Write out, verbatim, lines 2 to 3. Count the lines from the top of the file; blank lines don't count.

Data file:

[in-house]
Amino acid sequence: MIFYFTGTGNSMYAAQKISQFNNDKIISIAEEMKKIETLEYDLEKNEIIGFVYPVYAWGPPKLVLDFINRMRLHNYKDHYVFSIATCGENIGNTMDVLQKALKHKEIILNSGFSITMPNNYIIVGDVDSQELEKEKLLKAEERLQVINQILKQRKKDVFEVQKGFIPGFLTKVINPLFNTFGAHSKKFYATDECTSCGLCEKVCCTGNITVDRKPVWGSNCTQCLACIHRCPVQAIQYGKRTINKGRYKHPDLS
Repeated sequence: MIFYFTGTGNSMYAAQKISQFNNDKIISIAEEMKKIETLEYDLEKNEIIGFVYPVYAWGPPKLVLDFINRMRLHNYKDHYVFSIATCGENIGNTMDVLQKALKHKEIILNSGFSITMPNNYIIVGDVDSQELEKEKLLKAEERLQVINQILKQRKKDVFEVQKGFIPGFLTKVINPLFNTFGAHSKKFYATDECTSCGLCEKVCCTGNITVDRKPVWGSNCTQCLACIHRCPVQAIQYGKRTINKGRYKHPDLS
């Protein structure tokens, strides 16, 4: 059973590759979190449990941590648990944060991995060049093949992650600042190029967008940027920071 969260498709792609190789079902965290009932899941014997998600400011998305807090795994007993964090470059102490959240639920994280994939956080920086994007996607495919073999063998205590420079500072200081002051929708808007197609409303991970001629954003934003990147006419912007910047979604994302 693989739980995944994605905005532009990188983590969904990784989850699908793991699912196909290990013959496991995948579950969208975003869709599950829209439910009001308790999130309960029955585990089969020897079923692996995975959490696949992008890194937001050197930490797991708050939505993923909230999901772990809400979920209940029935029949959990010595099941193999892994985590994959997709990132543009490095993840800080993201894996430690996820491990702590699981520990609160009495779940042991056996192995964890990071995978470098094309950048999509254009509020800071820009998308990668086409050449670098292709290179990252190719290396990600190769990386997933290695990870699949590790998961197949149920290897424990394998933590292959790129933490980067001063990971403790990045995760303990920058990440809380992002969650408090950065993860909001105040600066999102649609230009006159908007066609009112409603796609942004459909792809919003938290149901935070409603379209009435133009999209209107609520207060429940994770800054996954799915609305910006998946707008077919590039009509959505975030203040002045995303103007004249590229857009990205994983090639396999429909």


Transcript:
Amino acid sequence: MIFYFTGTGNSMYAAQKISQFNNDKIISIAEEMKKIETLEYDLEKNEIIGFVYPVYAWGPPKLVLDFINRMRLHNYKDHYVFSIATCGENIGNTMDVLQKALKHKEIILNSGFSITMPNNYIIVGDVDSQELEKEKLLKAEERLQVINQILKQRKKDVFEVQKGFIPGFLTKVINPLFNTFGAHSKKFYATDECTSCGLCEKVCCTGNITVDRKPVWGSNCTQCLACIHRCPVQAIQYGKRTINKGRYKHPDLS
Repeated sequence: MIFYFTGTGNSMYAAQKISQFNNDKIISIAEEMKKIETLEYDLEKNEIIGFVYPVYAWGPPKLVLDFINRMRLHNYKDHYVFSIATCGENIGNTMDVLQKALKHKEIILNSGFSITMPNNYIIVGDVDSQELEKEKLLKAEERLQVINQILKQRKKDVFEVQKGFIPGFLTKVINPLFNTFGAHSKKFYATDECTSCGLCEKVCCTGNITVDRKPVWGSNCTQCLACIHRCPVQAIQYGKRTINKGRYKHPDLS